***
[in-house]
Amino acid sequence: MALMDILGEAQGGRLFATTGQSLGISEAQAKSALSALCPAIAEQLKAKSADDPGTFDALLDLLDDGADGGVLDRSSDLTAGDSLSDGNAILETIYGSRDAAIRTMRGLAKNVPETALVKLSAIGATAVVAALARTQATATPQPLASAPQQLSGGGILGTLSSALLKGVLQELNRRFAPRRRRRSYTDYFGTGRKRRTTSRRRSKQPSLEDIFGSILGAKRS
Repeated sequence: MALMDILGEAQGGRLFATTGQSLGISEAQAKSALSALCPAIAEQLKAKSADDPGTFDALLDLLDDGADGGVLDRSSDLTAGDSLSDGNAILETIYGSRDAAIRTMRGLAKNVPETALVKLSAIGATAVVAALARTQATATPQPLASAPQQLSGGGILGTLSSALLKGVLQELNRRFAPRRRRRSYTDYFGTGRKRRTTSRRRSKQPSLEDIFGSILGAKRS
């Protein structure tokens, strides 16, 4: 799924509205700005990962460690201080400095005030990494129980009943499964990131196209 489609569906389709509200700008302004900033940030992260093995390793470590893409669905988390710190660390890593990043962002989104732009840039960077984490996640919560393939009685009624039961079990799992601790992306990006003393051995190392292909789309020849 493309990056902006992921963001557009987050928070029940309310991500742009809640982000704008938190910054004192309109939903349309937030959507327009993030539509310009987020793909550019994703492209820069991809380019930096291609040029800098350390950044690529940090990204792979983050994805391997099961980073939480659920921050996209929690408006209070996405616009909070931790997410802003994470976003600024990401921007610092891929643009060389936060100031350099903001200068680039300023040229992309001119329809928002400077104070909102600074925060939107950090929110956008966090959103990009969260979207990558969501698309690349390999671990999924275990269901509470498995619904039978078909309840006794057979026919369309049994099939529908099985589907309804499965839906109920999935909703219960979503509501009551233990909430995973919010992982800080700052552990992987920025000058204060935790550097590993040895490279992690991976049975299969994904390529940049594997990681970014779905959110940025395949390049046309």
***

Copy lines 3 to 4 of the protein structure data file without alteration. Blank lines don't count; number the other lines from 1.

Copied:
Repeated sequence: MALMDILGEAQGGRLFATTGQSLGISEAQAKSALSALCPAIAEQLKAKSADDPGTFDALLDLLDDGADGGVLDRSSDLTAGDSLSDGNAILETIYGSRDAAIRTMRGLAKNVPETALVKLSAIGATAVVAALARTQATATPQPLASAPQQLSGGGILGTLSSALLKGVLQELNRRFAPRRRRRSYTDYFGTGRKRRTTSRRRSKQPSLEDIFGSILGAKRS
């Protein structure tokens, strides 16, 4: 799924509205700005990962460690201080400095005030990494129980009943499964990131196209 489609569906389709509200700008302004900033940030992260093995390793470590893409669905988390710190660390890593990043962002989104732009840039960077984490996640919560393939009685009624039961079990799992601790992306990006003393051995190392292909789309020849 493309990056902006992921963001557009987050928070029940309310991500742009809640982000704008938190910054004192309109939903349309937030959507327009993030539509310009987020793909550019994703492209820069991809380019930096291609040029800098350390950044690529940090990204792979983050994805391997099961980073939480659920921050996209929690408006209070996405616009909070931790997410802003994470976003600024990401921007610092891929643009060389936060100031350099903001200068680039300023040229992309001119329809928002400077104070909102600074925060939107950090929110956008966090959103990009969260979207990558969501698309690349390999671990999924275990269901509470498995619904039978078909309840006794057979026919369309049994099939529908099985589907309804499965839906109920999935909703219960979503509501009551233990909430995973919010992982800080700052552990992987920025000058204060935790550097590993040895490279992690991976049975299969994904390529940049594997990681970014779905959110940025395949390049046309």